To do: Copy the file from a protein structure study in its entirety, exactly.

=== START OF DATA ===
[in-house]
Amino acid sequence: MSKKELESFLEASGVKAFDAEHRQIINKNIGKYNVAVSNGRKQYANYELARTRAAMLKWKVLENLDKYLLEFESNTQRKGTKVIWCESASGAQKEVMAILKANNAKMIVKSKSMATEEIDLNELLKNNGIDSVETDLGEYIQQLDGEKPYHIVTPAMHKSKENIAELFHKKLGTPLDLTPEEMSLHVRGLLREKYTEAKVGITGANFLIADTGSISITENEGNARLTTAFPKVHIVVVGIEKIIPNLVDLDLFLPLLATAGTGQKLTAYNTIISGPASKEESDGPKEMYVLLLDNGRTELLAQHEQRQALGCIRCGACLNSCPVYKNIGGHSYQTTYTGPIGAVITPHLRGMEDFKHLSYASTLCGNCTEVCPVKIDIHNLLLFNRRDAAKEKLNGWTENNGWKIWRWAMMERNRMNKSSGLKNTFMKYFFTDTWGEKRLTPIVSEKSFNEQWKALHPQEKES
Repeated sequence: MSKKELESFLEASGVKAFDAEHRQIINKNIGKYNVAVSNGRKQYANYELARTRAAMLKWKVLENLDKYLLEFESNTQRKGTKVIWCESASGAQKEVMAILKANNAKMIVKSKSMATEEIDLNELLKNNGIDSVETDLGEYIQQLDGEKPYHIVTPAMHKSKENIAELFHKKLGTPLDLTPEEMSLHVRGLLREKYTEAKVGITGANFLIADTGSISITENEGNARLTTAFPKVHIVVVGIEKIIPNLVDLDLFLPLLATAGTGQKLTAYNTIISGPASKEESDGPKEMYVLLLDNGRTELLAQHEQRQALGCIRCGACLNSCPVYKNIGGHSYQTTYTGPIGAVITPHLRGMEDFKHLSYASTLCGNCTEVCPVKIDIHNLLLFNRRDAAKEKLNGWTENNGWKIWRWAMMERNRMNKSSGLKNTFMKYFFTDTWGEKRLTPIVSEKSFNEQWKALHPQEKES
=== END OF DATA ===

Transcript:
[in-house]
Amino acid sequence: MSKKELESFLEASGVKAFDAEHRQIINKNIGKYNVAVSNGRKQYANYELARTRAAMLKWKVLENLDKYLLEFESNTQRKGTKVIWCESASGAQKEVMAILKANNAKMIVKSKSMATEEIDLNELLKNNGIDSVETDLGEYIQQLDGEKPYHIVTPAMHKSKENIAELFHKKLGTPLDLTPEEMSLHVRGLLREKYTEAKVGITGANFLIADTGSISITENEGNARLTTAFPKVHIVVVGIEKIIPNLVDLDLFLPLLATAGTGQKLTAYNTIISGPASKEESDGPKEMYVLLLDNGRTELLAQHEQRQALGCIRCGACLNSCPVYKNIGGHSYQTTYTGPIGAVITPHLRGMEDFKHLSYASTLCGNCTEVCPVKIDIHNLLLFNRRDAAKEKLNGWTENNGWKIWRWAMMERNRMNKSSGLKNTFMKYFFTDTWGEKRLTPIVSEKSFNEQWKALHPQEKES
Repeated sequence: MSKKELESFLEASGVKAFDAEHRQIINKNIGKYNVAVSNGRKQYANYELARTRAAMLKWKVLENLDKYLLEFESNTQRKGTKVIWCESASGAQKEVMAILKANNAKMIVKSKSMATEEIDLNELLKNNGIDSVETDLGEYIQQLDGEKPYHIVTPAMHKSKENIAELFHKKLGTPLDLTPEEMSLHVRGLLREKYTEAKVGITGANFLIADTGSISITENEGNARLTTAFPKVHIVVVGIEKIIPNLVDLDLFLPLLATAGTGQKLTAYNTIISGPASKEESDGPKEMYVLLLDNGRTELLAQHEQRQALGCIRCGACLNSCPVYKNIGGHSYQTTYTGPIGAVITPHLRGMEDFKHLSYASTLCGNCTEVCPVKIDIHNLLLFNRRDAAKEKLNGWTENNGWKIWRWAMMERNRMNKSSGLKNTFMKYFFTDTWGEKRLTPIVSEKSFNEQWKALHPQEKES